P605 Effect of medication type on patients’ health-related quality of life in Crohn’s disease
D. Schwartz*1, D. Greenberg2, E. Chernin2, O. Sarid2, V. Slonim-Nevo2, M. Friger2, H. Vardi2, S. Odes2
1Soroka UMC, Gastroenterology, Beer Sheva, Israel, 2Ben Gurion University, Beer Sheva, Israel
Crohn’s disease (CD) is a chronic relapsing disease affecting men and woman at their prime, influencing both physical and social aspects of life. While the multiple medications given to these patients are directed at improving their medical status, it is not certain whether this is matched by a better quality of life status. Therefore, we assessed the association between medical treatments and patients’ health-related quality of life (HRQoL).
Israeli CD adult patients were asked to fill a questionnaire containing data regarding HRQoL (SF-36 & SIBDQ) and clinical data including medical treatments and current disease severity by the Harvey–Bradshaw index (HBI). The effect of medication type on HRQoL was assessed.
In total, 597 CD patients completed the questionnaire. Patients treated with 5-ASA were older (48 vs 38), and patients treated with combination therapy had more severe disease than monotherapy (7.3 vs 4.9). When analysing HRQoL for patients exposed to each medication group, the ranking of HRQoL was best for untreated patients for all parameters. Second was 5-ASA followed by immunomodulator and biological treatment. Steroid treatment was the worst in all parameters of HRQoL. To isolate the effect of specific medication we analysed the group of patients receiving one medication only vs combination therapy vs no therapy. The ranking was maintained between treatment groups with even higher scores for patients treated with 5-ASA than no treatment at all. In a multivariable regression analysis (Table 1), SF-36 physical health summary score was worsened by higher HBI, steroid, biologic and combination treatment and older age, and was improved with longer disease duration and male gender. The SF-36 mental health summary score was worsened by steroid treatment and high HBI and smoking, and improved with longer disease duration and older age. The SIBDQ score was worsened by HBI, steroid and combination treatment and smoking and improved with longer disease duration and male gender. We did not find a correlation between other medication groups and HRQoL. Table 1. Multivariable analysis of HRQoL adjusted to medical treatments and demographics; only statistically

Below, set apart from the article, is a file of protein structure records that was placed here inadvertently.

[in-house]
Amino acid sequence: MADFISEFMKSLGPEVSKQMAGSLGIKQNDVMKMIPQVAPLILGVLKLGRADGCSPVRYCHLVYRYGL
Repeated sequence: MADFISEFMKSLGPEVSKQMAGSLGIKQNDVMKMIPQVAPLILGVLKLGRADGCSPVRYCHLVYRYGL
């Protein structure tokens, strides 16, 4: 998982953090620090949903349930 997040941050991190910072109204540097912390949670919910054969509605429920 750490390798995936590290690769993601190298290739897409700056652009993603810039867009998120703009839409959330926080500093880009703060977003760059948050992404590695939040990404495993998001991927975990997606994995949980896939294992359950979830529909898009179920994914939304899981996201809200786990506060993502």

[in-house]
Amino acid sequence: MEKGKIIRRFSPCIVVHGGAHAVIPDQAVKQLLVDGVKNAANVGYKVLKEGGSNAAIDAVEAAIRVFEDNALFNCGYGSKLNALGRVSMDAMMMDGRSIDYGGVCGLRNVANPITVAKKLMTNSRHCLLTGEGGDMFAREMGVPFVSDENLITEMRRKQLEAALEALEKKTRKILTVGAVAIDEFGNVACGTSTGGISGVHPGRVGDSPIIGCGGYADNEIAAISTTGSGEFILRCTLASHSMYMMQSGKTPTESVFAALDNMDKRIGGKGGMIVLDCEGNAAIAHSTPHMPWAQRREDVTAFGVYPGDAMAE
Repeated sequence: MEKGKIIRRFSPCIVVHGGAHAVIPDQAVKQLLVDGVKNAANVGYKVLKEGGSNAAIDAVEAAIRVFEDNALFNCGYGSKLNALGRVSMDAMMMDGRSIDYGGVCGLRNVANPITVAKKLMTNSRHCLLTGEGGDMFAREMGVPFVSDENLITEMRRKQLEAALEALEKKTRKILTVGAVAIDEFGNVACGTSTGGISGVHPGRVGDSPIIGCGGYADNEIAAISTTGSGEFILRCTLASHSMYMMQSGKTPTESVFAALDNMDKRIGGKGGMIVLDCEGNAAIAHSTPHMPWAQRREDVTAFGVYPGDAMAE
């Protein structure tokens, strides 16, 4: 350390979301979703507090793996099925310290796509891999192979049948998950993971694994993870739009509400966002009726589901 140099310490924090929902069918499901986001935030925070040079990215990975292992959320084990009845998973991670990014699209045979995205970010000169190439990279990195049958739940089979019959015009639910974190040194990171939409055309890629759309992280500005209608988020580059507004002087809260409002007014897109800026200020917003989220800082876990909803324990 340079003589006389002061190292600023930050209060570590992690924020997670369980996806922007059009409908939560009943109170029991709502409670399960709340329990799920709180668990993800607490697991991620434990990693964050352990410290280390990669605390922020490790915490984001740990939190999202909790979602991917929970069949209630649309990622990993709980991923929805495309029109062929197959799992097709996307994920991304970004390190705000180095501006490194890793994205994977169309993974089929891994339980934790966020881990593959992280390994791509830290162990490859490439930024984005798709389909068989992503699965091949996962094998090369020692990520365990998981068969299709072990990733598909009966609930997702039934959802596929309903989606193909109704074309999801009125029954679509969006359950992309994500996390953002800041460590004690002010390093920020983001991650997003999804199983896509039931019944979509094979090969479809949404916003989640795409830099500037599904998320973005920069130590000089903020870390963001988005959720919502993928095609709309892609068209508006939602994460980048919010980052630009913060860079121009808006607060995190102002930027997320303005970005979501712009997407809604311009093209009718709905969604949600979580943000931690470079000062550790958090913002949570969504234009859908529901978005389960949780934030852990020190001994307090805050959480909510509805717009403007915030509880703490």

SIBDQ SF-36 physical health SF-36 mental health 5-ASA or
Immunomodulators NS NS NS Biologics NS -.136 NS Steroids -.087 -.131 -.092 Combination treatment -.151 -.218 NS HBI -.609 -.584 -.353 Age NS -.178 .190 Gender .100 0.99 NS Smoking -.111 NS -.135 Disease duration .091 .084 .137
Table 1. Multivariable analysis of HRQoL adjusted to medical treatments and demographics; only statistically
Crohn’s disease patients’ HRQoL is impacted by the type of medical treatment in addition to disease severity and activity. Steroid treatment in particular has an adverse effect on HRQoL and exposure should be minimised.